Saturday, September 8, 2018

Three Storytelling Lessons from The Bobby Brown Story

Courtesy of BET and
The much-awaited Bobby Brown Story, a biopic documenting the life of the "Don't Be Cruel" singer premiered on BET on Thursday, closely followed by a plethora of social media commentary. Depending on who your friends are on Twitter and Instagram, you might have found it difficult to escape from, as I did!

The height of my curiosity came on Friday night, which led me to plug into part one of the two-part series. The film closely followed the genesis of Bobby Brown's fame, his relationship with Whitney Houston, and concluded just as we were beginning to see drug abuse disassemble a successful music career. And trust me in between the hypersexualised scenes and questionable portrayals of some of my favourite artists, I did pick up a thing or two!

As I'm drawn further into the centre of penning my own novel, I find myself reading more material on the art of storytelling. I've always loved stories (probably why I'm a book blogger). Stories appeal to people, and I am a massive advocate of weaving your story into your brand, whether you're a business owner, blogger or social media influencer.  Sure the film was an overly salacious display of sex, but there is always something to be learned. I would like to share three things the Bobby Brown Story has taught us all about telling your story.

1. It has taught me the importance of being in control of your narrative

What better person to produce a Bobby Brown biopic than the man himself? Yes, he had huge creative control of the film, which probably meant he shaped the structure of the film, hired the director, and controlled the final outcome and marketing of the finished product. If you know Bobby Brown, then you'll definitely know hits of the 80s like "My Prerogative" and "Every Little Step". But you'll also know about the volatile relationship with Whitney Houston and the cocaine addiction. By taking control of the film, Bobby Brown reclaimed his story, which has for years been disseminated by the media. He found his voice, presented his 'truth', both good and bad. Will it silence his critics? Not too sure. But you tried Mr. Brown.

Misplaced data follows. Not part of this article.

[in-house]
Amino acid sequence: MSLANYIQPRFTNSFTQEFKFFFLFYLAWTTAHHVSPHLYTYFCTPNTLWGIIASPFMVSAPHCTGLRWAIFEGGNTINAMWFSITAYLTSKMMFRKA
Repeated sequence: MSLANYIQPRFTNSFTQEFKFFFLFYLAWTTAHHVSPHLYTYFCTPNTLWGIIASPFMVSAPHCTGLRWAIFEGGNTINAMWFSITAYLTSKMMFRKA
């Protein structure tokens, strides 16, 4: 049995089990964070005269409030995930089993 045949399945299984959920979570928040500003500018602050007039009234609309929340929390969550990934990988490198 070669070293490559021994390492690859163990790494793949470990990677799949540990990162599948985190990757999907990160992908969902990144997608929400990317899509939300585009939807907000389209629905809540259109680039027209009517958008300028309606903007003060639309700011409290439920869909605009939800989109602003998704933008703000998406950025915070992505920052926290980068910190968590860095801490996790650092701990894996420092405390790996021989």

2. It taught me the importance of being honest.  
Obviously controlling your narrative means you get to tell your story through your lens and the way in which you would like to be perceived. The danger of that however is the temptation to distort parts of your story. The film's revelation of a sexual relationship with Janet Jackson descended into Twitter chaos. Also, seeing Whitney Houston portrayed as a drug user before being introduced to the habit by Bobby Brown totally threw me off. I'm not here to corroborate or discredit ANY part of the story, however, I do hope for the sake of the legends involved, Bobby Brown is not being dishonest!

3. It taught me the importance of humanising your characters, even the villains!
And no, I'm not talking about the sick way the media sometimes tries to make us feel sorry for mass shooters. But I'm rather referring to the way stories told to entertain do so by adding layers to its characters. A great example would be the West End musical, "Wicked", which provides a backstory, and therefore some humanisation to the witches of "The Wizard of Oz."

I saw Bobby Brown's attempt to show us some humanisation in the film with scenes of him mourning his friends' deaths, and tender moments with his baby daughter. My assumption is that they've been included in the final cut to help us empathise more with his character. One important lesson I've learned in story writing is to see my characters as people first, with human relationships, annoying habits, and a past, before agents of my story. 

Well, that's it. Three important lessons The Bobby Brown Story taught me about storytelling. I don't really like the way the film so far has taken shape, but hey it's not my story! If I do watch part two I'll definitely come back to share my thoughts. If you have seen both parts to the film, please let me know if it's worth me plugging into part two.

Have you watched any biopics recently? What were they? What did you think? Sound off below! 

You may also be interested in:

Why You Should Tell Your Story
Ten Ways Black Panther Destroys Narratives About Africa
Meet Tega Baah, Ghanaian-Nigerian Fim Maker Blazing a Trail



  1. I am yet to watch this but I will because The New Edition Biopic was BRILLIANT.I would also encourage people to watch Get On Up (the James Brown biopic with Chadwick Boseman).

    1. I just HAVE to watch the New Edition film! Yes I did watch Get On Up. Chadwick was excellent! Thanks for reading.

  2. I watched both parts and really enjoyed it. I believe that he was being honest and candid. I also think he truly focused on himself rather than Whitney but because they were married she was a part of his life. The biopic was deep. Have you watched the part 2?

    1. Hi Betty. I think I need to watch part 2 as I haven't seen it yet. What did you think about the Janet Jackson part?


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